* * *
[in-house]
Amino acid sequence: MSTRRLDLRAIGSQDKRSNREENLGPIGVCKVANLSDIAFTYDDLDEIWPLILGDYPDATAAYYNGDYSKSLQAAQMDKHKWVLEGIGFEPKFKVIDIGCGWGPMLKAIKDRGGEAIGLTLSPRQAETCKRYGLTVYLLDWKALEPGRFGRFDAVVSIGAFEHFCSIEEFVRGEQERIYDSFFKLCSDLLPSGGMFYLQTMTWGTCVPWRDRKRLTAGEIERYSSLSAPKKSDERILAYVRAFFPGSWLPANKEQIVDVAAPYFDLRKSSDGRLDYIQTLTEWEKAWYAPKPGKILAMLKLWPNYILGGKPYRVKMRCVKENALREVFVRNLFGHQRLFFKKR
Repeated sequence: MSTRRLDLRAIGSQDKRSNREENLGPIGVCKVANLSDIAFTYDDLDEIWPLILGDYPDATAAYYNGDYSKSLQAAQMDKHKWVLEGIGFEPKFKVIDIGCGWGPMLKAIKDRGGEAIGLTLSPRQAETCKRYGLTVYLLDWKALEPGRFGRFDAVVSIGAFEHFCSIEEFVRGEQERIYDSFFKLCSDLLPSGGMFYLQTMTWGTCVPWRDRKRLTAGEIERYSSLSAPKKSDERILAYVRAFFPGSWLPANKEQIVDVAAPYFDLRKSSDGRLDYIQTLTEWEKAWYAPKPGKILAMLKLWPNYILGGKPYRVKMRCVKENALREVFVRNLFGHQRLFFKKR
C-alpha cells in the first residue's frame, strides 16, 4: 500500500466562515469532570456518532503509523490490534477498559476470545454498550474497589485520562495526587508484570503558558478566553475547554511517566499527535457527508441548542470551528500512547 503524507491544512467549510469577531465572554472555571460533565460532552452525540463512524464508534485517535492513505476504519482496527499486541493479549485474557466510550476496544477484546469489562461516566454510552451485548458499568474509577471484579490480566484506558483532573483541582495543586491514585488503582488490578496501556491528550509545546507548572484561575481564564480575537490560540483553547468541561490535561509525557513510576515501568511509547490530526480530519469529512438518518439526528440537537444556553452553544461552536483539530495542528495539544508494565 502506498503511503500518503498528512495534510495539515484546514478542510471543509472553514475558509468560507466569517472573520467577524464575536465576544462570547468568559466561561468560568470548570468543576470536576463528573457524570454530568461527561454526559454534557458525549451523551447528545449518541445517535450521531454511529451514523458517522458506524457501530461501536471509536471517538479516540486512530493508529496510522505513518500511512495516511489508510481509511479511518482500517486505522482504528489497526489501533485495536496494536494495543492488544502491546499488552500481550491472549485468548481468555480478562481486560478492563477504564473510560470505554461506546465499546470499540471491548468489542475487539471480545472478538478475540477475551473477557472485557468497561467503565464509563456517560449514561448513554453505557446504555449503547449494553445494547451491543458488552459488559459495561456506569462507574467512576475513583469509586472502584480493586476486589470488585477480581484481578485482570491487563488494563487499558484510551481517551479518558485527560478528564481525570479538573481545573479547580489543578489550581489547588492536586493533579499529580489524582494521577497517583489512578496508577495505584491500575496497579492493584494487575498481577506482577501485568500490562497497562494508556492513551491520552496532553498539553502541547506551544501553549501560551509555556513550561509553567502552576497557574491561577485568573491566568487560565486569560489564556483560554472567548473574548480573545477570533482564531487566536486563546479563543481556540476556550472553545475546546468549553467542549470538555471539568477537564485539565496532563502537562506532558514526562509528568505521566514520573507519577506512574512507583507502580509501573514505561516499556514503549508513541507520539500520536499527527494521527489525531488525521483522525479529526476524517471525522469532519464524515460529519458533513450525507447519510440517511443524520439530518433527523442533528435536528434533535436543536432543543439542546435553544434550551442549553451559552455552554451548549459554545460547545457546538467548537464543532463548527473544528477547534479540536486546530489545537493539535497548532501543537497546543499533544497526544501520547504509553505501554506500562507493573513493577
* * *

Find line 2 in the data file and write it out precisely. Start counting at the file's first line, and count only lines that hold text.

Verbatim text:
Amino acid sequence: MSTRRLDLRAIGSQDKRSNREENLGPIGVCKVANLSDIAFTYDDLDEIWPLILGDYPDATAAYYNGDYSKSLQAAQMDKHKWVLEGIGFEPKFKVIDIGCGWGPMLKAIKDRGGEAIGLTLSPRQAETCKRYGLTVYLLDWKALEPGRFGRFDAVVSIGAFEHFCSIEEFVRGEQERIYDSFFKLCSDLLPSGGMFYLQTMTWGTCVPWRDRKRLTAGEIERYSSLSAPKKSDERILAYVRAFFPGSWLPANKEQIVDVAAPYFDLRKSSDGRLDYIQTLTEWEKAWYAPKPGKILAMLKLWPNYILGGKPYRVKMRCVKENALREVFVRNLFGHQRLFFKKR